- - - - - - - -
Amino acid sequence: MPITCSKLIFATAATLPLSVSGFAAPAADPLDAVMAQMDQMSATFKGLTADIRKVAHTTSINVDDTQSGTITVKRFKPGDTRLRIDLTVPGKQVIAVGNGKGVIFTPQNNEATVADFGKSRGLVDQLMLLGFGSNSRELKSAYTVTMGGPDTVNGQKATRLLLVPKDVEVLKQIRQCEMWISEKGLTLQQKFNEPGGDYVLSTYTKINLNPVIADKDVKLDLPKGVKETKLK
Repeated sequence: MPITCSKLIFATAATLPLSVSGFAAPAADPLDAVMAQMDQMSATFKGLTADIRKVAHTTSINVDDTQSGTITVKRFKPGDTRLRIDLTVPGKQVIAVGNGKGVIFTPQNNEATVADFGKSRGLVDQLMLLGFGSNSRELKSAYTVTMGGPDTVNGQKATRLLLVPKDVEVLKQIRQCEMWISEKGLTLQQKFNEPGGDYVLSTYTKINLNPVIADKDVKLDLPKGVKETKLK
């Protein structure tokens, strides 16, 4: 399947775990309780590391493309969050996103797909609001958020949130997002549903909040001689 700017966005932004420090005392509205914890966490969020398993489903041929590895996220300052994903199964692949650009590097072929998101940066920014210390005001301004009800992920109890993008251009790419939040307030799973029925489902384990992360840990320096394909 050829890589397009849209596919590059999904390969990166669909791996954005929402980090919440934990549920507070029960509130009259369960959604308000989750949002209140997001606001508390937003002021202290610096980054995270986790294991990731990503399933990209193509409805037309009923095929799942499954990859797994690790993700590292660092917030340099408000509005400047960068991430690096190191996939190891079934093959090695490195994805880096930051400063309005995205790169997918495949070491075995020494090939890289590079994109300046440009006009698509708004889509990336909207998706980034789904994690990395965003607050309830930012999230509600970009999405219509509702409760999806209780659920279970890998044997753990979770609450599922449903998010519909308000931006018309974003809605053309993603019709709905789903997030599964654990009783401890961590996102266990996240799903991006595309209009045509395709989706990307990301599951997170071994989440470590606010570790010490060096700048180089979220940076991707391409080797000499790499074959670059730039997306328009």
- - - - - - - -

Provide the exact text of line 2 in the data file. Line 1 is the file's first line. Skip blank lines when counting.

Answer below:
Repeated sequence: MPITCSKLIFATAATLPLSVSGFAAPAADPLDAVMAQMDQMSATFKGLTADIRKVAHTTSINVDDTQSGTITVKRFKPGDTRLRIDLTVPGKQVIAVGNGKGVIFTPQNNEATVADFGKSRGLVDQLMLLGFGSNSRELKSAYTVTMGGPDTVNGQKATRLLLVPKDVEVLKQIRQCEMWISEKGLTLQQKFNEPGGDYVLSTYTKINLNPVIADKDVKLDLPKGVKETKLK